“we're gonna have to write a search warrant, in
which case we'll have to go into your house or your
apartment and search the entire location until we find the
weapons that we know you have there.”
urged, “Just tell us where the guns are, and we can go
get the guns. Or we'll have to write a search warrant and
we'll have to go, essentially, open everything and unlock
everything until we find what we're looking for.”
Corbett responded, “Mmnh-mmnh.”
told him that “it's however you want to play it,
” but that “[i]t's a whole lot easier if you
give us permission to get the guns, 'cause we're
gonna get them one way or the other.” Corbett made the
said, “[A]re you gonna tell us where the guns are
and-and how we can get our hands on them?” Corbett
answered, “You guys do what you have to do. I don't
know what to tell you.”
asked Corbett if he lived with his parents. Corbett said,
“Uh, no. I don't-I don't want to talk about
it.” Dunn said, “You don't want to talk about
anything?” Corbett said no.
continued anyway, telling Corbett that this was his one
chance to clear the air and tell his story. He reminded
Corbett that they had read his letter and his notes. Corbett
said, “I, obviously, got issues.” Dunn then began
asking about Corbett's mental health history, which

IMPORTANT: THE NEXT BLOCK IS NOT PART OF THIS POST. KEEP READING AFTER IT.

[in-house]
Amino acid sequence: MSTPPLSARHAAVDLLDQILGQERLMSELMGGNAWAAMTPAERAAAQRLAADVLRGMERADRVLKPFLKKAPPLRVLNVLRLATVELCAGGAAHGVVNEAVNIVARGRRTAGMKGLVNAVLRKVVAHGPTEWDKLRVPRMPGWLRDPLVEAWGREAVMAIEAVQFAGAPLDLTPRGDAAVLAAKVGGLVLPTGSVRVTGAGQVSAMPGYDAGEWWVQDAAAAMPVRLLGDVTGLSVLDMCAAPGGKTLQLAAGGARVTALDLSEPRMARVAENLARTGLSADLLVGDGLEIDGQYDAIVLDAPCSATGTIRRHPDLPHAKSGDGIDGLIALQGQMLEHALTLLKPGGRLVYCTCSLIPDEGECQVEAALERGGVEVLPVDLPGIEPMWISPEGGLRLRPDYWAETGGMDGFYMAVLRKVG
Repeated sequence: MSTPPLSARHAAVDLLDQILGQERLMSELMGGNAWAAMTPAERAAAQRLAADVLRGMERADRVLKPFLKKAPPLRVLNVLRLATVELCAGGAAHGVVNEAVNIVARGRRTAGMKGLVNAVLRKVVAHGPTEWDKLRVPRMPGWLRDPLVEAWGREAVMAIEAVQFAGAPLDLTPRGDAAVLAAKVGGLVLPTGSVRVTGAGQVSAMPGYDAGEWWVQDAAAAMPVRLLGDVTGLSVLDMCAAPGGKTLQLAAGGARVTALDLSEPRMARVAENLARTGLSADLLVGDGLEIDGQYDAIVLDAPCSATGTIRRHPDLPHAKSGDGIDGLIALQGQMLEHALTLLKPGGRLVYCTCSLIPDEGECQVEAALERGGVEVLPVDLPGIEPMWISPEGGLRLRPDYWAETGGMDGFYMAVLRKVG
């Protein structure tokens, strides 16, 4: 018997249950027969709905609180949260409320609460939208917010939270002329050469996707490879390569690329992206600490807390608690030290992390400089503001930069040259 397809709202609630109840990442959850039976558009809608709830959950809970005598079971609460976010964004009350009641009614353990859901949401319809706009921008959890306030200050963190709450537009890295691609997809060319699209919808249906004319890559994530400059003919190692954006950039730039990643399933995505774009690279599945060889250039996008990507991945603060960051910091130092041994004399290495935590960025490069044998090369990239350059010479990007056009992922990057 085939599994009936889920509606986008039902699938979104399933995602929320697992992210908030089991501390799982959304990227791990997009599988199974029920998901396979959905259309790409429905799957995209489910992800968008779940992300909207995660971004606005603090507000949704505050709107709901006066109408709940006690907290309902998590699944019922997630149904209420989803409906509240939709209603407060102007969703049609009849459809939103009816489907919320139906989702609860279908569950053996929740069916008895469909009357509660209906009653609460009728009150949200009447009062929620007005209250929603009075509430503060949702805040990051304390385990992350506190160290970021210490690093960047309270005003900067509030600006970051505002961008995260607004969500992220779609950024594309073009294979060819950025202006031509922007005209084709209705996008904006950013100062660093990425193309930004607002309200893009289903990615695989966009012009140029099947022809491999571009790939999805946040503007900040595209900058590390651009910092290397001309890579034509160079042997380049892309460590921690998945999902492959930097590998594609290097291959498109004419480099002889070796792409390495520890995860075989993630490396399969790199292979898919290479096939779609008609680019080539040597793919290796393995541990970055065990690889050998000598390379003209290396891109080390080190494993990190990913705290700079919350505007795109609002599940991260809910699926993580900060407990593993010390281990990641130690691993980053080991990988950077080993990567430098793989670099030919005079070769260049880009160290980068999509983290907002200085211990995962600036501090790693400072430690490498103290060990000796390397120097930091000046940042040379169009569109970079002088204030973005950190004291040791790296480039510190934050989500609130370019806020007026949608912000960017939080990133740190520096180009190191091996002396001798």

Corbett told the police was his own business. Dunn responded
that it was not exclusively Corbett's business because
now he was in custody. Corbett responded, “[S]he's
an innocent victim. And you guys do what you have to do.
That's all I have to say.”
innocent victim of what?” Dunn asked, and Corbett began
responding in a limited and brief manner to questions about
Bullock and his belief that she was not being protected
adequately by her security staff. Corbett acknowledged being
at Bullock's home and that he would be going to jail. He
denied intending to hurt Bullock and said he was devastated
that he had made her cry.
told Corbett that he knew Corbett was a good guy who had no
prior felony convictions, because if he had convictions, he
would not be permitted to have the handguns and long guns
that he knew Corbett had. “Right?” asked Dunn.
“Mmnh-mmnh, ” Corbett said.
asked more questions about Corbett's relationship with
Bullock, and then returned to Corbett's weapons, saying,
“So, what do you want me to do about your guns?”
Corbett responded unintelligibly. Dunn said, “I need to
get my hands on them until this whole thing is resolved.
Okay?” Corbett did not reply.
told Corbett, “And you can get them back. But, we got
to go through this whole process first. So, I can either go
there with your permission, or I'll have to write a
search warrant and I'll have to go there with a team and
do what we got to do to find them.” Corbett responded,
“Can I make a phone call? I haven't had a phone
told Corbett he could place a call after the interrogation
and then asked if he had roommates. Corbett's response
was transcribed as “Uhn-uhn.” “No?”
said Dunn. Corbett made no audible response.
know your mom and dad live locally, right?” asked Dunn.
Corbett said, “I guess. I don't know.” Dunn
asked if Corbett's parents had his guns, and Corbett said
he did not know. “You don't know where your guns
are?” asked Dunn, and Corbett was silent. Dunn said,
“So, you're going to make me go to your mom and
dad's house and serve a search warrant on your mom and
dad's house, too?” ...